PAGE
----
COLUMN: More help needed for Surrey’s ‘working poor’

Surrey's call for a poverty-reduction plan needs to be heeded by the province.

The City of Surrey’s call for a provincial poverty-reduction plan needs to be heeded by the provincial government.

Surrey put forward a motion for such a plan at last month’s convention of the Union of B.C. Municipalities. It was the second straight year the motion went forward, and it was passed by a majority of delegates.

While some might argue that dealing with such a broad issue is beyond the scope of municipalities, real life says otherwise. There is no shortage of issues that the city deals with that are directly related to poverty.

Perhaps the most obvious ones are homelessness and the lack of housing for people on low incomes. Surrey’s homeless people have few options, and the city spends an inordinate amount of time and resources on this issue. Some activists say Surrey’s policy of moving homeless people along, particularly from areas in Whalley, is discriminatory.

The provincial government has put some funding towards dealing with the homeless issue, but much more is needed in Surrey. The province has concentrated much of its spending in downtown Vancouver, while other areas in Metro Vancouver have received far less attention.

There are good people and organizations helping homeless people in Surrey, but they often have limited resources and receive minimal support from all levels of government.

On the affordable-housing front, provincial inaction has been even more pronounced. The province did nothing to intervene in the soaring real estate market until suddenly imposing a 15 per cent property-purchase tax on foreign buyers in August. The effect of the lengthy period of inaction has been a boost in the cost of housing.

In addition, the province has contributed little to affordable-housing projects, although it says it plans to change. The net effect is that the cost of rent (or mortgage payments) has gone up for almost everyone. This hits people with low incomes the hardest, and in some cases, it turns them into homeless people.

Surrey has long been one of the major areas in the Lower Mainland where there is a good stock of low-rental housing, particularly in the north. Recently, residents of a low-rent apartment building in Whalley were told to leave because of the condition of the building. Where did they all go?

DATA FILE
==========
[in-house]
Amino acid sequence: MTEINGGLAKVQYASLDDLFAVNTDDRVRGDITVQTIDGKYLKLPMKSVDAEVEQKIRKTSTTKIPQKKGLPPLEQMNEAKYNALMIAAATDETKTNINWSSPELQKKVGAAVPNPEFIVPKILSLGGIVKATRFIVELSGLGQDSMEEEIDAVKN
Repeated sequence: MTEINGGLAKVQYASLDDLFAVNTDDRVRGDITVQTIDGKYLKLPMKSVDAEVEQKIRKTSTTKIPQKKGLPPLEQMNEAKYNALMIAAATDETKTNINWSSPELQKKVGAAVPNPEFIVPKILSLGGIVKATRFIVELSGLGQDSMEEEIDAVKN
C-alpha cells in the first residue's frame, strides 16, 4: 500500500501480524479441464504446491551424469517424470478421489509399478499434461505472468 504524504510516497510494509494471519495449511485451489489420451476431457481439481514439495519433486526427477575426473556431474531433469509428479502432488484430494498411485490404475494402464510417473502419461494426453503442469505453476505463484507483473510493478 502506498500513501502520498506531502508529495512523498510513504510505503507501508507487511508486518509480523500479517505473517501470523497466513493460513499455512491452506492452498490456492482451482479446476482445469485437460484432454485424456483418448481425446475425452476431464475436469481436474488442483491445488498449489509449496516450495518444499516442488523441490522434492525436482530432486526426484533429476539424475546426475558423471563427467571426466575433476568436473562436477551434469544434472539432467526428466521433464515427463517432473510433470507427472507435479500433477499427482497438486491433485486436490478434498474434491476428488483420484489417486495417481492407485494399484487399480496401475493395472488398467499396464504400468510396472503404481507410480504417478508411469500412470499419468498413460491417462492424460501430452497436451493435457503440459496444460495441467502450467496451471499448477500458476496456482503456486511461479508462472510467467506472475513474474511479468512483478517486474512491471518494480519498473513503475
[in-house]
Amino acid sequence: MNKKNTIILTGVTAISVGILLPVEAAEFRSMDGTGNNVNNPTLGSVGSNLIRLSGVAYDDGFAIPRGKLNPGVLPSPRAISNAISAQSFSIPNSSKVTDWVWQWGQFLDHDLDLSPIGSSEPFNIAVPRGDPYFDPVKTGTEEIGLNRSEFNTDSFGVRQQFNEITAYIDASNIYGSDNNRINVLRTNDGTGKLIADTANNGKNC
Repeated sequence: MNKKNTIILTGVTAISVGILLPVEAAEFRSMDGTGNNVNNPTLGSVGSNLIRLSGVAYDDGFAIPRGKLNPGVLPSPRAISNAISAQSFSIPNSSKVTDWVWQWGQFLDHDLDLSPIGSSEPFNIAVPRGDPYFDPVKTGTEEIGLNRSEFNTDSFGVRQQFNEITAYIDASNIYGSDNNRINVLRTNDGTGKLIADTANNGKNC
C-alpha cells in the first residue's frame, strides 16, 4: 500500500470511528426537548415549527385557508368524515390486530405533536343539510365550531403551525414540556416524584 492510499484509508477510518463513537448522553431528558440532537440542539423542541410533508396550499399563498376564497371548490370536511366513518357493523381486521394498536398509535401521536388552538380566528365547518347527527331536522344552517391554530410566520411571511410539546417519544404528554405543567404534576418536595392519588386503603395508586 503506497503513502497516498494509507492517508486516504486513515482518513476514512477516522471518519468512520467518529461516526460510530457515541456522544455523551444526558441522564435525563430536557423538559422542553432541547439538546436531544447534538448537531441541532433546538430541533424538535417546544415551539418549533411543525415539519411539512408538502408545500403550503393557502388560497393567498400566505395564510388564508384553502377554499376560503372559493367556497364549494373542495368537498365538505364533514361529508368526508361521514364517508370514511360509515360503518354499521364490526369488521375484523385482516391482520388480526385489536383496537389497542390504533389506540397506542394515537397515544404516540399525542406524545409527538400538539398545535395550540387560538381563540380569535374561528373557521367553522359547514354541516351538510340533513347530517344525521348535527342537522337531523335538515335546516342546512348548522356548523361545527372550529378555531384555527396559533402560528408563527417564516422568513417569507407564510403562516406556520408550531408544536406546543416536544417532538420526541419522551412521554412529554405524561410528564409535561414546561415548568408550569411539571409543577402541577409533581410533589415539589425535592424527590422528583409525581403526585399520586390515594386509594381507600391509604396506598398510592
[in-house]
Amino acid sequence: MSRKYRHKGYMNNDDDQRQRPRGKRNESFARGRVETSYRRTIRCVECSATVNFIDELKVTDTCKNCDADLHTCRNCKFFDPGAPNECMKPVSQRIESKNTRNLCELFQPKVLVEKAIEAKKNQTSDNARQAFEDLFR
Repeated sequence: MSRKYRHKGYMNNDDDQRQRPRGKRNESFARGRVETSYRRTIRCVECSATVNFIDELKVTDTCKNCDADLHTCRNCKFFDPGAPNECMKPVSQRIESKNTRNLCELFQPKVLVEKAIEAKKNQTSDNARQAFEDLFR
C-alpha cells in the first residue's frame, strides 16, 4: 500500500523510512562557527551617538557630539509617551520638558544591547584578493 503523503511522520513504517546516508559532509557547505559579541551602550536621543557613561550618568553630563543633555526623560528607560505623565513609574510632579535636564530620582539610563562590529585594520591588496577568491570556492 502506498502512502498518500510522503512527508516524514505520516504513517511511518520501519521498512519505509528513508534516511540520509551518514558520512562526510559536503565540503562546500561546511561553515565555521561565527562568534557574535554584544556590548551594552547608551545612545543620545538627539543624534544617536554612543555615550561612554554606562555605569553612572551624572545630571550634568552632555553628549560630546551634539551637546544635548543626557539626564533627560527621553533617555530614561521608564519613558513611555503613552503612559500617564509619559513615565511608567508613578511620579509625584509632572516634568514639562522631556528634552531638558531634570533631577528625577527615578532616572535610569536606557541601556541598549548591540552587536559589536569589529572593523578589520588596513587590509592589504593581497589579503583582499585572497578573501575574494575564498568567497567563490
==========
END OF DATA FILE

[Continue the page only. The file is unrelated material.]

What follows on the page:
It is crucial that there be more low-rent homes available. A rising real-estate market should not restrict it.

B.C. has a large proportion of people whose incomes are below the poverty line. The provincial government is a factor in some of the costs that hit poorer people the hardest – such as Medical Services Plan premiums, ICBC car-insurance rates, BC Hydro bills, bridge tolls and the carbon tax. While there are some rebates available for the lowest income classes, these charges extract a disproportionate amount of income from “the working poor.”

According to the Surrey UBCM resolution, B.C. is the only province without a poverty-reduction strategy. While Premier Christy Clark correctly states that having a job is one way to reduce poverty, and the province has done a pretty good job on the job-creation front, many jobs aren’t enough to lift people out of poverty. Entry-level jobs in the service industry will not give people enough money to pay their bills.

It is no accident that the services of the Surrey Food Bank are in demand – it is one of the most important backup agencies for people who simply don’t have enough money coming in.

Coun. Bruce Hayne said the lack of a strategy on dealing with poverty “affects the entire community.” He’s correct. That’s why, as a provincial election approaches, this needs to be much higher on the provincial government’s agenda.

Frank Bucholtz writes Wednesdays for Peace Arch News. frank.bucholtz@gmail.com

Just Posted

Setting the stage for emerging performers

Variety fundraiser and ongoing open-mics showcase local talent

Four Surrey students head to New Brunswick for Canada-wide science fair

Three projects move to nationals following regional fair at KPU

Man ‘seriously’ injured in crash after driving wrong way on Highway 17: Surrey RCMP

Police say the sedan hit a transport truck, then another car

Easter ‘eggstravaganza’ event planned for South Surrey

Event is to run from 12-3 p.m. at Dufferin Park (17355 2 Ave.).

Delta police arrest four in focus on property crime hot spots

The DPD is using the arrests to highlight the work of its patrol support team

VIDEO: Alberta man creates world’s biggest caricature

Dean Foster is trying to break the world record for a radio show contest

Multiple people injured after deck collapses during celebration

Emergency responders rushed to the Langley home

B.C. RCMP receive application for Police Cat Services

RCMP announced the launch of the Police Cat Services unit as an April fools joke

Rats available for adoption in Vancouver

In a social media post the City of Vancouver says you can adopt a rat for $5.

Kirkland Signature veggie burgers recalled due to possible metal fragments

Recalled products came in 1.7 kg packages with a best before date of Apr. 23, 2019

Chaos at the ferry terminal for people heading from Vancouver to the Island

Easter crowds create backlog at Tsawwassen ferry terminal

Parents of 13 who tortured children get life after hearing victims

One of their daughters fled their home and pleaded for help to a 911 operator

Crews battle Burnaby blaze; 2 people sent to hospital

Emergency Support Services helping residents displaced by fire

Flooding, climate change force Quebecers to rethink relationship with water

Compensation for victims of recurring floods limit to 50% of a home’s value, or a maximum of $100,000

Most Read

l -->